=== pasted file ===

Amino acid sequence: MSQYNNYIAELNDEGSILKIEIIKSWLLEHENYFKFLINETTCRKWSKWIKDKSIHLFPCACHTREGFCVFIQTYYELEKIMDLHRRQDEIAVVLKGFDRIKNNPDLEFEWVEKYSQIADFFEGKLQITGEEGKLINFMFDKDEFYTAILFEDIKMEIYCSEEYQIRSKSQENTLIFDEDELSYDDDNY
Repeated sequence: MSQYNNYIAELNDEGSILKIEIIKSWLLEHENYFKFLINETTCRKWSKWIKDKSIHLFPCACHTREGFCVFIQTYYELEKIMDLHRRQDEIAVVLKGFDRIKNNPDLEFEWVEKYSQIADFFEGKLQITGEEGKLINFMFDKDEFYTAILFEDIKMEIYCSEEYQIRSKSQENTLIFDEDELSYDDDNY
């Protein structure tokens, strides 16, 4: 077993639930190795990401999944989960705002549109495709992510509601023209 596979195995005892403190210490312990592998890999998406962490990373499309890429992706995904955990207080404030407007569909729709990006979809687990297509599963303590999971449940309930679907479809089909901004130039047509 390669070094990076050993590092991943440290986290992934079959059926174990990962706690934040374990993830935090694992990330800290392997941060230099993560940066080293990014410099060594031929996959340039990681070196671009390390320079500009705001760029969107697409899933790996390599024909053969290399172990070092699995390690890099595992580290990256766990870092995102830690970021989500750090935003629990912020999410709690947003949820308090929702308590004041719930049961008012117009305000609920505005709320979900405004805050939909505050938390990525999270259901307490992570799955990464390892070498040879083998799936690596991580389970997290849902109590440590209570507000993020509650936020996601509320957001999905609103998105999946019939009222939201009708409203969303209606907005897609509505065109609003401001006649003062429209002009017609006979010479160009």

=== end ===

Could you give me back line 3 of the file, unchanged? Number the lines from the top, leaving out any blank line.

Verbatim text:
């Protein structure tokens, strides 16, 4: 077993639930190795990401999944989960705002549109495709992510509601023209 596979195995005892403190210490312990592998890999998406962490990373499309890429992706995904955990207080404030407007569909729709990006979809687990297509599963303590999971449940309930679907479809089909901004130039047509 390669070094990076050993590092991943440290986290992934079959059926174990990962706690934040374990993830935090694992990330800290392997941060230099993560940066080293990014410099060594031929996959340039990681070196671009390390320079500009705001760029969107697409899933790996390599024909053969290399172990070092699995390690890099595992580290990256766990870092995102830690970021989500750090935003629990912020999410709690947003949820308090929702308590004041719930049961008012117009305000609920505005709320979900405004805050939909505050938390990525999270259901307490992570799955990464390892070498040879083998799936690596991580389970997290849902109590440590209570507000993020509650936020996601509320957001999905609103998105999946019939009222939201009708409203969303209606907005897609509505065109609003401001006649003062429209002009017609006979010479160009």